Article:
‘Don’t make me count to three!’ by Ginger Plowman

I went on a book binge last December cos my favourite Christian bookshop, Shalom Christian Media, was having a sale. 
There were books of all sorts, but for this season of life I felt most drawn to the parenting and women ones. So this book was one of five that I bought. 
And it has turned out to be a very instructive read. 
As usual, here are some choice pickings from within:

Train with this thought continually before your eyes: the soul of your child is the first thing to be considered. In every step you take… Do not leave out that mighty question – how will this affect their souls?

Our ultimate goal in everything should be to point them to Christ.

Wrong behaviour cannot be put down to tiredness or hunger.

Conditions like fatigue can play a part on behaviour of small children, but sin is still wrong… They sin not because they are tired or having a bad hair day, but because they are sinners.

All kids will manifest sinful behaviour. The question is not ‘will they sin?’ The question is ‘when they sin, what will you do about it?’ Will you train them up in the way they should go?’
Simple, practical advice if not totally new. Like getting a child to put her hand on your arm if they’d like to speak to you whilst you’re having a conversation. Then putting your hand on theirs to acknowledge their need, before turning to them once an appropriate break in the conversation arises. 
Some examples in the chapter on biblical reproof did come across as a tad contrived. I suppose a special gift is needed in speaking God’s word in love to a child without sounding like some fundamentalist ogre or patriarch of the bible-bashing south. 
So instead of saying ‘Stirring up trouble is foolish but when you promote peace you are wise’ to the child who is aggravating his sibling, I’d rather approach it this way, and say ‘It is wrong to annoy your sibling, God wants us to love one another’. 

Instead of saying “Could it be that you are more interested in having your way than pleasing the Lord? God says “Children obey your parents in everything, for this pleases the Lord” when they disobey, I might say “Mama has told you that this is not the right way to behave when you don’t want something. You should say “No, thanks” in a polite tone instead.”

Ultimately, a few less desirable illustrations do not a lousy book make. There is still a lot of applicable wisdom therein.

Some useful practical examples from the chapter on ‘guidelines for verbal correction’ are as follows (my paraphrasing):

Examine your motives. Am I scolding to vent, or in the right spirit of wanting to correct them for their good?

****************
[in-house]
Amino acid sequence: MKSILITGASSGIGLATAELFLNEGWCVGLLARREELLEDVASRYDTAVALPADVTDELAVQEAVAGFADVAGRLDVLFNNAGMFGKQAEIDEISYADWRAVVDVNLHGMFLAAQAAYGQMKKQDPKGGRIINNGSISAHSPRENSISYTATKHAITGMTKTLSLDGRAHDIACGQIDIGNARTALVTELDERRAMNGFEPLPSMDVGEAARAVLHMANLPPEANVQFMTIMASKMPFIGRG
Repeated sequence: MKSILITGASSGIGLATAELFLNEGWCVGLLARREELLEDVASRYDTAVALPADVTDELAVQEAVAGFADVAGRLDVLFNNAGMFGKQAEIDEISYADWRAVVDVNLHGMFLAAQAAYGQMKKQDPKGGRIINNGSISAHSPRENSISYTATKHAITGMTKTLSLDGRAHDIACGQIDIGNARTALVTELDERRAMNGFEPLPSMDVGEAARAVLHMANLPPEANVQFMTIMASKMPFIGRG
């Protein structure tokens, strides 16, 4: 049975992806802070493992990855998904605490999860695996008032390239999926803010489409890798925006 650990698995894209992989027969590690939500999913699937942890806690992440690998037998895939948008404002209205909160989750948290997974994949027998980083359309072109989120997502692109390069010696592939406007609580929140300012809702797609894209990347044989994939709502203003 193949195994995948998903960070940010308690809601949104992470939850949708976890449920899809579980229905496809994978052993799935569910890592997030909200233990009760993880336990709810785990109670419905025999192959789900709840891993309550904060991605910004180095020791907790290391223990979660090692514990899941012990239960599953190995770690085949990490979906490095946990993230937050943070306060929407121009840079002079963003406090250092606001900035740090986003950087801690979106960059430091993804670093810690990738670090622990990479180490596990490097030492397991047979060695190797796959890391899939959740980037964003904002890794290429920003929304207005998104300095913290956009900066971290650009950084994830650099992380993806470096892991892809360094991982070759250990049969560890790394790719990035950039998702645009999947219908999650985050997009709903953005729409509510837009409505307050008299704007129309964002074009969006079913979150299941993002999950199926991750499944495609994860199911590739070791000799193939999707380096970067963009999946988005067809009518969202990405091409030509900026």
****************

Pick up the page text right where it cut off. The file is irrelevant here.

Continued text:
Examine your life. When my life is not right with God, and my own behaviour leaves much wanting, I have to take the plank out of my own eye first. 

Admonish in the right tone and place. When I am beyond boiling mad, I should choose deliberate self-control and consciously make my voice even softer than normal (heh, this could really freak then out!)

Always instruct what they should have done, instead of just reproving. We can tell them what to put off (sinfulness) but isn’t it more important to teach them what to put on (righteousness)? When possible, go back and role play the appropriate heart response and behaviour.

Draw the lesson back to obedience. Instead of lashing out with threats and hurtful words, I must remember to calmly ask ‘did you obey or disobey? Yes, you disobeyed and I love you too much to allow you to do the wrong thing’. As appropriate, I’d then explain why this is the wrong thing to do, or the wrong behaviour to exhibit.

Although the book focuses significantly on obedience, it made me think of how it might be more helpful to think in terms or what was done right or wrong rather than a parent-centered ‘obey me regardless’ paradigm. 

Whilst it says that we should not fall into the trap of reasoning endlessly with our children, I do see a time and place for reasoning, instead of demanding unthinking obedience.

The wisdom highlighted in the book has spoken to me personally too. That I should heed Proverbs 17:10 myself.

A rebuke impresses a man of discernment more than a hundred lashes a fool.

Overall, I appreciate that this book emphasises that training a child is hard work. It is a daily affair, and we should teach them the right thing not just in “wartime” when they act up, but also in “peace time” when their hearts are more attuned to instruction.

It is so much easier to just be a lax and ‘cool’ parent, giving in to their wishes. But I believe that this would reap disaster and grief in time, and is not in anyone’s interest at all, not least the child’s.

p.s. I would love to loan you this book (and any others that I review here) if we meet on a regular or ad hoc basis. Just let me know!

Linking up with Susan’s


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